The exhibition Pity and Terror in Picasso, opening at the Museo Reina Sofía in April 2017, 80 years after Guernica’s first showing, will have the great mural at its heart. It will look again at Picasso’s depiction of modern warfare – war from the air, death from a distance, aimed at the destruction of whole populations – and the special kinds of agony, bewilderment, and terror such warfare brings with it.
The work Guernica(1937) by Pablo Picasso (Málaga 1881 - Mougins, France, 1973) arrives in Spain in 1981 from The Museum of Modern Art in New York, the place where it had been housed since 1939. Few events mark such a watershed in Spain's political transition; thus Picasso's wish that the canvas - commissioned in the middle of the Civil War by the Government of the Republic for the Spanish Pavilion in the Universal Exhibition in Paris, 1937 - be returned to Spanish soil once the country recovered political freedom was fulfilled.
This exhibition presents an approach to the evolution of the surrealist movement in the context of the exile and emigration of most of its members to the United States which happened following the German occupation of France. During the period encompassed in the exhibition, artists such as André Breton, André Masson, Max Ernst, Roberto Matta and Wilfredo Lam contact American artistic groups and meet the young artists that a few years later, play an important role in the renewal of American art.
The exhibition entitled El surrealismo en España (Surrealism in Spain) takes a look back at the output in Spain, between 1925 and the Civil War (1936-1939), of almost fifty artists. The period is defined by, or evolves alongside, French Surrealism. Lucía García de Carpi, the exhibit's joint curator with Josefina Alix, points to two factors that cause so-called Spanish Surrealism to gain so much importance. The first being that within the revival of avant-garde art, the artists start to take an active interest in what is being disseminated by the Surrealists in Paris, going beyond the mere receptive nature of European movements. The second involves an heterogeneous style in Spain in terms of language and conception. Their theoretical, literary, exhibiting and artistic approaches bring at least four locations into the spotlight: Madrid (the residency of students and “Telluric” Surrealists Alberto Sánchez and Benjamín Palencia), Catalunya (the ADLAN Group and Logicofobista Group), Tenerife (the setting for Gaceta del Arte, Óscar Domínguez and the International Surrealist Exhibition organisation in 1935) and Zaragoza (Tomas Seral y Casas and Alfonso Buñuel).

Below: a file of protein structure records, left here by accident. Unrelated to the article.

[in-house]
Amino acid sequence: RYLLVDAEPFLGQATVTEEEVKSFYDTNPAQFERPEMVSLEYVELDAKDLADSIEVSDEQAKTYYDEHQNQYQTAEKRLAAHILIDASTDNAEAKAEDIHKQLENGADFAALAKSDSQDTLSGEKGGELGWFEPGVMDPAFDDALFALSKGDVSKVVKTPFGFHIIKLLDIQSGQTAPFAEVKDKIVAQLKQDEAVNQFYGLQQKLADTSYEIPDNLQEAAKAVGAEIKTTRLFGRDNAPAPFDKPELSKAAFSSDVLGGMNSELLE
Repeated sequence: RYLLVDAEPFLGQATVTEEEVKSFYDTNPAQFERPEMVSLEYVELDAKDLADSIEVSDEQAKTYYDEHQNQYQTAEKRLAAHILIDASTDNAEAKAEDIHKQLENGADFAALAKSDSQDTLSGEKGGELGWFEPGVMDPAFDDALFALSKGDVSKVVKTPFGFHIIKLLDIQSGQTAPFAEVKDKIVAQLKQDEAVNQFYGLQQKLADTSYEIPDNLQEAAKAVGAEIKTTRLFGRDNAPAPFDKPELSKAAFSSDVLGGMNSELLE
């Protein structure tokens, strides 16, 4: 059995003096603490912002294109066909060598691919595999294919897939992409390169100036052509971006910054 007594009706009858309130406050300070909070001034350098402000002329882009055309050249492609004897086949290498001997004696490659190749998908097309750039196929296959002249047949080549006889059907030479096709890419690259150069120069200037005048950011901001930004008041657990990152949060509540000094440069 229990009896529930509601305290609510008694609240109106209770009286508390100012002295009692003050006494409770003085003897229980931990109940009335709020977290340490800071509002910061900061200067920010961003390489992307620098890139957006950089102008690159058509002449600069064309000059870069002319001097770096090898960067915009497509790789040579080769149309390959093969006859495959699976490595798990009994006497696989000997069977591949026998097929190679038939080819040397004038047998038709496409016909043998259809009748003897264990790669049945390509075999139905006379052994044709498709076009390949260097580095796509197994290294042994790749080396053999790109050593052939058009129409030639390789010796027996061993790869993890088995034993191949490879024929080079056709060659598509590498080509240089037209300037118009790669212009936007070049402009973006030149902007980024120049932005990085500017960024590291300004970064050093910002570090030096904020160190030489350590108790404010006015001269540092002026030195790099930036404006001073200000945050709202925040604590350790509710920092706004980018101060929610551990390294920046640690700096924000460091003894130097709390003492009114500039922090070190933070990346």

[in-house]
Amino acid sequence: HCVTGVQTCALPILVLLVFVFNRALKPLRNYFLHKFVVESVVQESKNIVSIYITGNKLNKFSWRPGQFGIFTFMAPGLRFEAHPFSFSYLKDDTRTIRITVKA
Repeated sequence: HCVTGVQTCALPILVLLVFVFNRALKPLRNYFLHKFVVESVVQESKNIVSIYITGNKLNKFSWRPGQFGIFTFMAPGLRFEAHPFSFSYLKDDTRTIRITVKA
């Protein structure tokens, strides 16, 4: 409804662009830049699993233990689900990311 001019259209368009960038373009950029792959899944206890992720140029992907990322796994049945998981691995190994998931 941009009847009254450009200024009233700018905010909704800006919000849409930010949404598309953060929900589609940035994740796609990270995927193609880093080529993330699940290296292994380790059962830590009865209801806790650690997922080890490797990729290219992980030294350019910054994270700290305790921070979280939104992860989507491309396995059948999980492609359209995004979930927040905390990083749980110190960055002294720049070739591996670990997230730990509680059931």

Pablo Picasso (Malaga 1881 - Mougins, France, 1973) works with prints throughout his entire career, however the practice intensifies from the Thirties onwards. At this point he consolidates his language and a change of style can be seen, when he gives prominence to graphic aspects. In the aspect of Picasso as a print-maker an emphasis on issues related to classical literary tradition, or influences of it, appear, which are more prone to narrative. The painter’s theme and the model or the myth of Minotaur is then incorporated into the Picasso’s iconography; it appears on a recurring basis during his career and finds its parallels in painting.
The fiftieth anniversary of Guernica, and, therefore, Spain's participation in the Paris International Exhibition in 1937, forms the central motif of this exhibition in the Museo Nacional Centro de Arte Reina Sofía. The display rebuilds the recollections of the Spanish Pavilion, a landmark for Spain's presence in international exhibitions and one of the finest pavilions of those in attendance at the exhibition in Paris. At the height of the Civil War, and in barely six months, the building was successfully opened, representing the determination of the Spanish people to make their complex reality visible to the world with a sample of one their finest cultural achievements.